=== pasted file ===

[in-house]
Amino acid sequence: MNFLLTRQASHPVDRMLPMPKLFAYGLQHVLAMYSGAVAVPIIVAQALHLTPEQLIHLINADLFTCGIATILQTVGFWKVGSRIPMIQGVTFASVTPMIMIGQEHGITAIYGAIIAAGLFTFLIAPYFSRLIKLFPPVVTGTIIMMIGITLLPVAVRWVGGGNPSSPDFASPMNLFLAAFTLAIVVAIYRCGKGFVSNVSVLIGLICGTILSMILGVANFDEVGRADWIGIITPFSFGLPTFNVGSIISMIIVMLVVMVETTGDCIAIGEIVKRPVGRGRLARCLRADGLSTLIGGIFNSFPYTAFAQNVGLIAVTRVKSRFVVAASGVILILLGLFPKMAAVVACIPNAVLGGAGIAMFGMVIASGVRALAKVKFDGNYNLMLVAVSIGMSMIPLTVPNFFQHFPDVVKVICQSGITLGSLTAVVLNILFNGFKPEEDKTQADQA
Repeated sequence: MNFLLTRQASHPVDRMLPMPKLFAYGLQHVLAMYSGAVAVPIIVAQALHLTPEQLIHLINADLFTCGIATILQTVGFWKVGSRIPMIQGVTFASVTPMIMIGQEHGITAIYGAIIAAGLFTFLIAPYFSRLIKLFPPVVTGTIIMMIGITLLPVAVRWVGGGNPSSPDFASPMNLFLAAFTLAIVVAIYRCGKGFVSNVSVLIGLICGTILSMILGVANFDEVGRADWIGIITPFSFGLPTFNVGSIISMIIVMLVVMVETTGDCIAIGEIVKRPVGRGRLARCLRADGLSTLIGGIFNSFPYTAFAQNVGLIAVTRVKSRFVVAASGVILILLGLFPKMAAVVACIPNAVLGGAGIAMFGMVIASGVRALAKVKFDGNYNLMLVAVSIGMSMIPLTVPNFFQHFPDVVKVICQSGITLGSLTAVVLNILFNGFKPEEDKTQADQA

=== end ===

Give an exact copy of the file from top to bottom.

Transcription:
[in-house]
Amino acid sequence: MNFLLTRQASHPVDRMLPMPKLFAYGLQHVLAMYSGAVAVPIIVAQALHLTPEQLIHLINADLFTCGIATILQTVGFWKVGSRIPMIQGVTFASVTPMIMIGQEHGITAIYGAIIAAGLFTFLIAPYFSRLIKLFPPVVTGTIIMMIGITLLPVAVRWVGGGNPSSPDFASPMNLFLAAFTLAIVVAIYRCGKGFVSNVSVLIGLICGTILSMILGVANFDEVGRADWIGIITPFSFGLPTFNVGSIISMIIVMLVVMVETTGDCIAIGEIVKRPVGRGRLARCLRADGLSTLIGGIFNSFPYTAFAQNVGLIAVTRVKSRFVVAASGVILILLGLFPKMAAVVACIPNAVLGGAGIAMFGMVIASGVRALAKVKFDGNYNLMLVAVSIGMSMIPLTVPNFFQHFPDVVKVICQSGITLGSLTAVVLNILFNGFKPEEDKTQADQA
Repeated sequence: MNFLLTRQASHPVDRMLPMPKLFAYGLQHVLAMYSGAVAVPIIVAQALHLTPEQLIHLINADLFTCGIATILQTVGFWKVGSRIPMIQGVTFASVTPMIMIGQEHGITAIYGAIIAAGLFTFLIAPYFSRLIKLFPPVVTGTIIMMIGITLLPVAVRWVGGGNPSSPDFASPMNLFLAAFTLAIVVAIYRCGKGFVSNVSVLIGLICGTILSMILGVANFDEVGRADWIGIITPFSFGLPTFNVGSIISMIIVMLVVMVETTGDCIAIGEIVKRPVGRGRLARCLRADGLSTLIGGIFNSFPYTAFAQNVGLIAVTRVKSRFVVAASGVILILLGLFPKMAAVVACIPNAVLGGAGIAMFGMVIASGVRALAKVKFDGNYNLMLVAVSIGMSMIPLTVPNFFQHFPDVVKVICQSGITLGSLTAVVLNILFNGFKPEEDKTQADQA